Fall 2020 - PSYC 362 D100

Close Relationships (3)

Class Number: 3880

Delivery Method: In Person

Overview

  • Course Times + Location:

    TBA
    REMOTE LEARNING, Burnaby

  • Prerequisites:

    PSYC 201 and 260.

Description

CALENDAR DESCRIPTION:

Reviews theory and research on the psychology of romantic relationships. Topics may include relationship theories, communication, social cognitive processes, intimate partner violence, and relationship interventions.

COURSE DETAILS:

In this course, you will learn about the science of close relationships with a specific focus on romantic relationships. The course will explore the different phases of relationships: what attracts people to partners, how and why people maintain their relationships, relationship difficulties and dissolution, and single life after relationships end. We will draw on important theories of close relationships to guide our understanding of these individual and dyadic processes.

Topics:
Attachment Theory, Initial Attraction & Self-Expansion Theory, Interdependence Theory & The Investment Model, Social Cognitive Processes, Relationship Conflict, Social Support, Sex, Passion & Intimacy, Jealousy and Infidelity, Suffocation Model of Marriage and Divorce, Singlehood Experiences.

Office hours:  Wednesday’s 3pm – 4pm & Friday’s 11am – 12pm (via Zoom)

A preliminary copy of the course syllabus is available at https://www.rewelab.com/teaching


THERE WILL BE NO PREREQUISITE WAIVERS GIVEN FOR THIS CLASS.

COURSE-LEVEL EDUCATIONAL GOALS:

Although we will focus on specific topics throughout the course, the major objectives of this class are to critically evaluate claims about close relationships using relationship research, and to apply your understanding of relationship theories and research about dyadic processes to explain different relationship processes.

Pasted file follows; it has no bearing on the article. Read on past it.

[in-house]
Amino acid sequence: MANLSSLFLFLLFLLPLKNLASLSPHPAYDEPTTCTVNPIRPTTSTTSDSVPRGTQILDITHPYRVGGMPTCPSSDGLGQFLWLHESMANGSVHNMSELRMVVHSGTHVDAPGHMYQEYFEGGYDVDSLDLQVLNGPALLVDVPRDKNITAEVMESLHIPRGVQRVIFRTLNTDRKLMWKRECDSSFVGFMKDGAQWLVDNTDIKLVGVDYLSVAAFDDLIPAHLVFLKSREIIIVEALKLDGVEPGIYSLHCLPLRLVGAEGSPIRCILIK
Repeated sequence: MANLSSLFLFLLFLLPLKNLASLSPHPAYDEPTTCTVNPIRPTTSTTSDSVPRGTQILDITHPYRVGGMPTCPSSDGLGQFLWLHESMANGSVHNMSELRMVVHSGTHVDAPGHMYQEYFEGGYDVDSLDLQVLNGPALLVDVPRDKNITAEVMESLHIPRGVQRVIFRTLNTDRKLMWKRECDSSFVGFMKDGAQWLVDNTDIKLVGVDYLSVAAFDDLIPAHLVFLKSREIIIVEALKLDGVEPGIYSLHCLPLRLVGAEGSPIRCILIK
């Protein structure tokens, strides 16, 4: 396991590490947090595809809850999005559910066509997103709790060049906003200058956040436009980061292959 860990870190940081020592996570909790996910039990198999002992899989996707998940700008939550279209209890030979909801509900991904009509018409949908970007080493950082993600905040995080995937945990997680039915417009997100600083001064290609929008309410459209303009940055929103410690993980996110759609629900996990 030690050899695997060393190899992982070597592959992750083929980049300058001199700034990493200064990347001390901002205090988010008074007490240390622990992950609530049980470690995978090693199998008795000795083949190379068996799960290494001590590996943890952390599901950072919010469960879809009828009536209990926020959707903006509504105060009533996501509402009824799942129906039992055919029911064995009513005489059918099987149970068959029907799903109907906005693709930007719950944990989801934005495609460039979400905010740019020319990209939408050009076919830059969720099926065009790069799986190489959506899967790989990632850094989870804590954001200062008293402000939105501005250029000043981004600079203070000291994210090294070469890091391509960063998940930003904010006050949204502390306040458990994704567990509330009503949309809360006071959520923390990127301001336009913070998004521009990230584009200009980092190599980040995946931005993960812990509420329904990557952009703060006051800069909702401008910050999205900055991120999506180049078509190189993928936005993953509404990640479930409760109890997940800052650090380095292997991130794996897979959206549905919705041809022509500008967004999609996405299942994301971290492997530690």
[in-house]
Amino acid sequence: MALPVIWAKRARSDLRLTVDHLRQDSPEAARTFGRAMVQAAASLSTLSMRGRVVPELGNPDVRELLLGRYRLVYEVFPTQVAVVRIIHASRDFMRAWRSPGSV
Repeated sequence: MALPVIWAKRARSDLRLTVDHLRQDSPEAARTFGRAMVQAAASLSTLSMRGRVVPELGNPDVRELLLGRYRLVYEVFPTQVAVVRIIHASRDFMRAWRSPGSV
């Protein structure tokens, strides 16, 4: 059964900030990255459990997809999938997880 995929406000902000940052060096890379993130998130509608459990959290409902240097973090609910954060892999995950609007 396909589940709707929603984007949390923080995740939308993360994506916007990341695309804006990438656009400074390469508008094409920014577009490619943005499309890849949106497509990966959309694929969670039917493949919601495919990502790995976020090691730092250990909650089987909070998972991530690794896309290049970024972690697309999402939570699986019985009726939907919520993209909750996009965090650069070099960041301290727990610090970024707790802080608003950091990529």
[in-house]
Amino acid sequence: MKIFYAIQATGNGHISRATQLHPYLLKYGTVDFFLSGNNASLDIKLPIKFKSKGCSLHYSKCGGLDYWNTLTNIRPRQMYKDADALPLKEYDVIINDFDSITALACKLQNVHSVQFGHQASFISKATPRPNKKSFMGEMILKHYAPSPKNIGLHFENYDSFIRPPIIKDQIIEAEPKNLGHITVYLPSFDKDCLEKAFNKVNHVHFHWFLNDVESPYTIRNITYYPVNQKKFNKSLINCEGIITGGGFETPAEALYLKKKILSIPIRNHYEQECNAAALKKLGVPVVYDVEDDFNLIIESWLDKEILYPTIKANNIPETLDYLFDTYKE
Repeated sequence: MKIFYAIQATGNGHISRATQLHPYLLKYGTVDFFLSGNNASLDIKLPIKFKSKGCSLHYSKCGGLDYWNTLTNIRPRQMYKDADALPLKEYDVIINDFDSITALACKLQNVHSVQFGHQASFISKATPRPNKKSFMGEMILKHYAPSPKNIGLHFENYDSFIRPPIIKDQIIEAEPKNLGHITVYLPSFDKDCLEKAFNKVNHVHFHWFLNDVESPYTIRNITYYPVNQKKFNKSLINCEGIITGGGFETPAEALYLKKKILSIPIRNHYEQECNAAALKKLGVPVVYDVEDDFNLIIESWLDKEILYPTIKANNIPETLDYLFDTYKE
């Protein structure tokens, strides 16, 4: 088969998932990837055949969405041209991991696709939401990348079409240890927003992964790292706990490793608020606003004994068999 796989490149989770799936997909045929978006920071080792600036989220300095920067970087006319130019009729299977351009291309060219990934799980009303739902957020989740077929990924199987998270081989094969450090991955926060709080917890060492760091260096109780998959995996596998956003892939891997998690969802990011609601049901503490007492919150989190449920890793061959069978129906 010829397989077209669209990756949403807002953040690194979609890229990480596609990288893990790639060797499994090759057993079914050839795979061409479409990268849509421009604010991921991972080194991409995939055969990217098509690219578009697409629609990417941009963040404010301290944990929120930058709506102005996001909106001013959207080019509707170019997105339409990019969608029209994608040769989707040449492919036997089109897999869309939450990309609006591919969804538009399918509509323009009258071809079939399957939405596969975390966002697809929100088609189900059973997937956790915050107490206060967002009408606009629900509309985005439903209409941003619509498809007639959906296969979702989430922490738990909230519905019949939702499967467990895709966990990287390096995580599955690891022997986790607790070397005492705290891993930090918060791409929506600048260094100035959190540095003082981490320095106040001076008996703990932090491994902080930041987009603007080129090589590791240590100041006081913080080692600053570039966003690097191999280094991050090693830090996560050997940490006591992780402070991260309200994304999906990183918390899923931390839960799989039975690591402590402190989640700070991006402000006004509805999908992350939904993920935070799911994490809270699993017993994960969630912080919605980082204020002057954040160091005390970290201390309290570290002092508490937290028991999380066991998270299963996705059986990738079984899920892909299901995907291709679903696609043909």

Grading

  • Participation: 10%
  • Term Paper/Project: 15%
  • Final Exam: 12%
  • Mastery Quizzes 7% x 9 63%

NOTES:

Although we will focus on specific topics throughout the course, the major objectives of this class are to critically evaluate claims about close relationships using relationship research, and to apply your understanding of relationship theories and research about dyadic processes to explain different relationship processes.

This course will be taught remotely due to COVID-19: access to internet and a laptop and/or computer will be required.

Lectures:
This course will be taught remotely due to COVID-19. Lectures will involve ASYNCHRONOUS podcast episodes and occasional pre-recorded PPT lecture.

This course uses MASTERY GRADING. Thus, this course is designed to provide students multiple opportunities to try, face setbacks, figure out what they did not understand as well as they thought they did, and then succeed. Students demonstrate mastery by achieving 90% on a series of Mastery Quizzes and get THREE opportunities to master each quiz.

Materials

REQUIRED READING:

There is no textbook for this course. Readings will be available via the SFU library.

Registrar Notes:

ACADEMIC INTEGRITY: YOUR WORK, YOUR SUCCESS

SFU’s Academic Integrity web site http://www.sfu.ca/students/academicintegrity.html is filled with information on what is meant by academic dishonesty, where you can find resources to help with your studies and the consequences of cheating.  Check out the site for more information and videos that help explain the issues in plain English.

Each student is responsible for his or her conduct as it affects the University community.  Academic dishonesty, in whatever form, is ultimately destructive of the values of the University. Furthermore, it is unfair and discouraging to the majority of students who pursue their studies honestly. Scholarly integrity is required of all members of the University. http://www.sfu.ca/policies/gazette/student/s10-01.html

TEACHING AT SFU IN FALL 2020

Teaching at SFU in fall 2020 will be conducted primarily through remote methods. There will be in-person course components in a few exceptional cases where this is fundamental to the educational goals of the course. Such course components will be clearly identified at registration, as will course components that will be “live” (synchronous) vs. at your own pace (asynchronous). Enrollment acknowledges that remote study may entail different modes of learning, interaction with your instructor, and ways of getting feedback on your work than may be the case for in-person classes. To ensure you can access all course materials, we recommend you have access to a computer with a microphone and camera, and the internet. In some cases your instructor may use Zoom or other means requiring a camera and microphone to invigilate exams. If proctoring software will be used, this will be confirmed in the first week of class.

Students with hidden or visible disabilities who believe they may need class or exam accommodations, including in the current context of remote learning, are encouraged to register with the SFU Centre for Accessible Learning (caladmin@sfu.ca or 778-782-3112).